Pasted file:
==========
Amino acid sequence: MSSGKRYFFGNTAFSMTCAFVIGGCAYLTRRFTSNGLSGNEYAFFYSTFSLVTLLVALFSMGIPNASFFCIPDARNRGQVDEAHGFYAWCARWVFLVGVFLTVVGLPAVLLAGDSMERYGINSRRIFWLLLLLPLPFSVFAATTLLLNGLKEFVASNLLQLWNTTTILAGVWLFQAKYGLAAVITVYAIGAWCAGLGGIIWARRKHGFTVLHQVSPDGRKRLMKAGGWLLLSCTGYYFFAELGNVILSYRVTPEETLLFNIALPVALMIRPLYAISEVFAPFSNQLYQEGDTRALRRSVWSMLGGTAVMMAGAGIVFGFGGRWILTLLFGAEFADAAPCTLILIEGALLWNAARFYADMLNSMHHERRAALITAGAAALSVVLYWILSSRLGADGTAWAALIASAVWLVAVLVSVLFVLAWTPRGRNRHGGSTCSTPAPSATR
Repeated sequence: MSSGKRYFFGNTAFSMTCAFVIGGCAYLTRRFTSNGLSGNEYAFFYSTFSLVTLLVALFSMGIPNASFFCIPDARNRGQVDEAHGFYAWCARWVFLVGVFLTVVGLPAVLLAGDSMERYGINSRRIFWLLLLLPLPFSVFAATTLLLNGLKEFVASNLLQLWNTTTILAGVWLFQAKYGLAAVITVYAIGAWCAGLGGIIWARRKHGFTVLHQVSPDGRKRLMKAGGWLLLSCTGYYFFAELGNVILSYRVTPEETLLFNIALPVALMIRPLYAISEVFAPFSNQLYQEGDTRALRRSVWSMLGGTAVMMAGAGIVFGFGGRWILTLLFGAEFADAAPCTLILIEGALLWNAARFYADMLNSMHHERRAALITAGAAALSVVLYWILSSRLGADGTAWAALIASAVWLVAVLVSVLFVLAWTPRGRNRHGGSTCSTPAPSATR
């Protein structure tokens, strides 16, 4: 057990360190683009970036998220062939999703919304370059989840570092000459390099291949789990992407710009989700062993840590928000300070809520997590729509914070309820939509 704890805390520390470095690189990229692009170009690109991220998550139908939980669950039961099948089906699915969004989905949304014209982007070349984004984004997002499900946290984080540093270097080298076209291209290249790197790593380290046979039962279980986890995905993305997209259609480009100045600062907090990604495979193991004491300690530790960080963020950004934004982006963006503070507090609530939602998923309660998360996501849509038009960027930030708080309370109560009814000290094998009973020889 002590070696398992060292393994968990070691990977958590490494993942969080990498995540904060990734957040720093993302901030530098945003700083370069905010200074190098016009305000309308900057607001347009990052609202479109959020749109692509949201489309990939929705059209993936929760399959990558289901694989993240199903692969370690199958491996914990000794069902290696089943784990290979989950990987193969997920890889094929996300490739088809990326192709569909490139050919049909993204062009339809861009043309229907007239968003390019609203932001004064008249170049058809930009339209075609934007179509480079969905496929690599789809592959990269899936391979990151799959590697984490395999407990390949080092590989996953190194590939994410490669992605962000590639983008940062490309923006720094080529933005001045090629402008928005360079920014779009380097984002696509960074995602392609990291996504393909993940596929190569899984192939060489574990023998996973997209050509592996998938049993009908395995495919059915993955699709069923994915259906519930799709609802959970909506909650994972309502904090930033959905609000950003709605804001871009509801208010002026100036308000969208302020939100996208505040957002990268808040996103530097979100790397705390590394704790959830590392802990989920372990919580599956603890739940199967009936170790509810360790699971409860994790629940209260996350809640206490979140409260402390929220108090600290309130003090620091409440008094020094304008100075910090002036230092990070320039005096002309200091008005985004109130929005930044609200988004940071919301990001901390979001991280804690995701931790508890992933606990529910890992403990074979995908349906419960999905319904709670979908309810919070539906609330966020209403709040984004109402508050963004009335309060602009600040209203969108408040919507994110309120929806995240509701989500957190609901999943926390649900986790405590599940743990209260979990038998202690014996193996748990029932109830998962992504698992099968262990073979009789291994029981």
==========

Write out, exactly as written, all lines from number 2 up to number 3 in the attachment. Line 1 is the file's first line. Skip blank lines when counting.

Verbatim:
Repeated sequence: MSSGKRYFFGNTAFSMTCAFVIGGCAYLTRRFTSNGLSGNEYAFFYSTFSLVTLLVALFSMGIPNASFFCIPDARNRGQVDEAHGFYAWCARWVFLVGVFLTVVGLPAVLLAGDSMERYGINSRRIFWLLLLLPLPFSVFAATTLLLNGLKEFVASNLLQLWNTTTILAGVWLFQAKYGLAAVITVYAIGAWCAGLGGIIWARRKHGFTVLHQVSPDGRKRLMKAGGWLLLSCTGYYFFAELGNVILSYRVTPEETLLFNIALPVALMIRPLYAISEVFAPFSNQLYQEGDTRALRRSVWSMLGGTAVMMAGAGIVFGFGGRWILTLLFGAEFADAAPCTLILIEGALLWNAARFYADMLNSMHHERRAALITAGAAALSVVLYWILSSRLGADGTAWAALIASAVWLVAVLVSVLFVLAWTPRGRNRHGGSTCSTPAPSATR
């Protein structure tokens, strides 16, 4: 057990360190683009970036998220062939999703919304370059989840570092000459390099291949789990992407710009989700062993840590928000300070809520997590729509914070309820939509 704890805390520390470095690189990229692009170009690109991220998550139908939980669950039961099948089906699915969004989905949304014209982007070349984004984004997002499900946290984080540093270097080298076209291209290249790197790593380290046979039962279980986890995905993305997209259609480009100045600062907090990604495979193991004491300690530790960080963020950004934004982006963006503070507090609530939602998923309660998360996501849509038009960027930030708080309370109560009814000290094998009973020889 002590070696398992060292393994968990070691990977958590490494993942969080990498995540904060990734957040720093993302901030530098945003700083370069905010200074190098016009305000309308900057607001347009990052609202479109959020749109692509949201489309990939929705059209993936929760399959990558289901694989993240199903692969370690199958491996914990000794069902290696089943784990290979989950990987193969997920890889094929996300490739088809990326192709569909490139050919049909993204062009339809861009043309229907007239968003390019609203932001004064008249170049058809930009339209075609934007179509480079969905496929690599789809592959990269899936391979990151799959590697984490395999407990390949080092590989996953190194590939994410490669992605962000590639983008940062490309923006720094080529933005001045090629402008928005360079920014779009380097984002696509960074995602392609990291996504393909993940596929190569899984192939060489574990023998996973997209050509592996998938049993009908395995495919059915993955699709069923994915259906519930799709609802959970909506909650994972309502904090930033959905609000950003709605804001871009509801208010002026100036308000969208302020939100996208505040957002990268808040996103530097979100790397705390590394704790959830590392802990989920372990919580599956603890739940199967009936170790509810360790699971409860994790629940209260996350809640206490979140409260402390929220108090600290309130003090620091409440008094020094304008100075910090002036230092990070320039005096002309200091008005985004109130929005930044609200988004940071919301990001901390979001991280804690995701931790508890992933606990529910890992403990074979995908349906419960999905319904709670979908309810919070539906609330966020209403709040984004109402508050963004009335309060602009600040209203969108408040919507994110309120929806995240509701989500957190609901999943926390649900986790405590599940743990209260979990038998202690014996193996748990029932109830998962992504698992099968262990073979009789291994029981």